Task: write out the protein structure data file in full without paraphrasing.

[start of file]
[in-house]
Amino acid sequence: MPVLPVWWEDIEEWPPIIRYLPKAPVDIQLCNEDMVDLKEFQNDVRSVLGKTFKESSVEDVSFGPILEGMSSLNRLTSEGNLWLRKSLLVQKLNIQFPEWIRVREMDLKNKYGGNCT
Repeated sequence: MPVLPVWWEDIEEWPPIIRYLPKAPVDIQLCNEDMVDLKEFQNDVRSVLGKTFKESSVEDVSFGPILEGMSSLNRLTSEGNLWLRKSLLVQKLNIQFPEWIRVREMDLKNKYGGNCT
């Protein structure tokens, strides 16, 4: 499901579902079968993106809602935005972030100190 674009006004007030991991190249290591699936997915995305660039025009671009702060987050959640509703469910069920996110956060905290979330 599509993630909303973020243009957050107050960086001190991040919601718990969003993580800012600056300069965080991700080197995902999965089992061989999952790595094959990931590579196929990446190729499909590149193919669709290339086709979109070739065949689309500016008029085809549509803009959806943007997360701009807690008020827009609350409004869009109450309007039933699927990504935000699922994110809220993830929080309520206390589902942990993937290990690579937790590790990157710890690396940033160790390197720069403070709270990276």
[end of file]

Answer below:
[in-house]
Amino acid sequence: MPVLPVWWEDIEEWPPIIRYLPKAPVDIQLCNEDMVDLKEFQNDVRSVLGKTFKESSVEDVSFGPILEGMSSLNRLTSEGNLWLRKSLLVQKLNIQFPEWIRVREMDLKNKYGGNCT
Repeated sequence: MPVLPVWWEDIEEWPPIIRYLPKAPVDIQLCNEDMVDLKEFQNDVRSVLGKTFKESSVEDVSFGPILEGMSSLNRLTSEGNLWLRKSLLVQKLNIQFPEWIRVREMDLKNKYGGNCT
């Protein structure tokens, strides 16, 4: 499901579902079968993106809602935005972030100190 674009006004007030991991190249290591699936997915995305660039025009671009702060987050959640509703469910069920996110956060905290979330 599509993630909303973020243009957050107050960086001190991040919601718990969003993580800012600056300069965080991700080197995902999965089992061989999952790595094959990931590579196929990446190729499909590149193919669709290339086709979109070739065949689309500016008029085809549509803009959806943007997360701009807690008020827009609350409004869009109450309007039933699927990504935000699922994110809220993830929080309520206390589902942990993937290990690579937790590790990157710890690396940033160790390197720069403070709270990276």